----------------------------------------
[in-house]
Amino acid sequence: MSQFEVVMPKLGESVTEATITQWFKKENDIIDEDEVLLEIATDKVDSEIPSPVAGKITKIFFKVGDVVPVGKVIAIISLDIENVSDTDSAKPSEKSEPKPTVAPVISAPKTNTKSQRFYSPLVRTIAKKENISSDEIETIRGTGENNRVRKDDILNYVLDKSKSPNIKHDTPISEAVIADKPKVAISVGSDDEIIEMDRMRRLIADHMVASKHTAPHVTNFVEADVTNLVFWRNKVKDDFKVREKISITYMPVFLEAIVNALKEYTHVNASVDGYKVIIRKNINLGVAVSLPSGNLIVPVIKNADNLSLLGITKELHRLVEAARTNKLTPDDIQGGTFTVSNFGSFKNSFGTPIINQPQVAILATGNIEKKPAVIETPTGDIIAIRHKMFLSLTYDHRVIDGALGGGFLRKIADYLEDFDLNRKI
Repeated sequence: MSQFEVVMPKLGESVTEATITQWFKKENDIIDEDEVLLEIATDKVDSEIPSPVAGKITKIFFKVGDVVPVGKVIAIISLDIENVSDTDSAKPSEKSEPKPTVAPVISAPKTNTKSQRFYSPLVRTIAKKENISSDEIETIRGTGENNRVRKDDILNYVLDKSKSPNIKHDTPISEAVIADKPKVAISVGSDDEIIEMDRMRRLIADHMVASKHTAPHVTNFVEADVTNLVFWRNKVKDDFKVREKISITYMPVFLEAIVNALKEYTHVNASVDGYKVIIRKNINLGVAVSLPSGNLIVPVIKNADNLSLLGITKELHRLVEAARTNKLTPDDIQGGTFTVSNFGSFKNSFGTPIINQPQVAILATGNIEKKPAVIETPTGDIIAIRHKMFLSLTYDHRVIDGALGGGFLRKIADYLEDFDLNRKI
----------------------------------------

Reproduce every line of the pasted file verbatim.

[in-house]
Amino acid sequence: MSQFEVVMPKLGESVTEATITQWFKKENDIIDEDEVLLEIATDKVDSEIPSPVAGKITKIFFKVGDVVPVGKVIAIISLDIENVSDTDSAKPSEKSEPKPTVAPVISAPKTNTKSQRFYSPLVRTIAKKENISSDEIETIRGTGENNRVRKDDILNYVLDKSKSPNIKHDTPISEAVIADKPKVAISVGSDDEIIEMDRMRRLIADHMVASKHTAPHVTNFVEADVTNLVFWRNKVKDDFKVREKISITYMPVFLEAIVNALKEYTHVNASVDGYKVIIRKNINLGVAVSLPSGNLIVPVIKNADNLSLLGITKELHRLVEAARTNKLTPDDIQGGTFTVSNFGSFKNSFGTPIINQPQVAILATGNIEKKPAVIETPTGDIIAIRHKMFLSLTYDHRVIDGALGGGFLRKIADYLEDFDLNRKI
Repeated sequence: MSQFEVVMPKLGESVTEATITQWFKKENDIIDEDEVLLEIATDKVDSEIPSPVAGKITKIFFKVGDVVPVGKVIAIISLDIENVSDTDSAKPSEKSEPKPTVAPVISAPKTNTKSQRFYSPLVRTIAKKENISSDEIETIRGTGENNRVRKDDILNYVLDKSKSPNIKHDTPISEAVIADKPKVAISVGSDDEIIEMDRMRRLIADHMVASKHTAPHVTNFVEADVTNLVFWRNKVKDDFKVREKISITYMPVFLEAIVNALKEYTHVNASVDGYKVIIRKNINLGVAVSLPSGNLIVPVIKNADNLSLLGITKELHRLVEAARTNKLTPDDIQGGTFTVSNFGSFKNSFGTPIINQPQVAILATGNIEKKPAVIETPTGDIIAIRHKMFLSLTYDHRVIDGALGGGFLRKIADYLEDFDLNRKI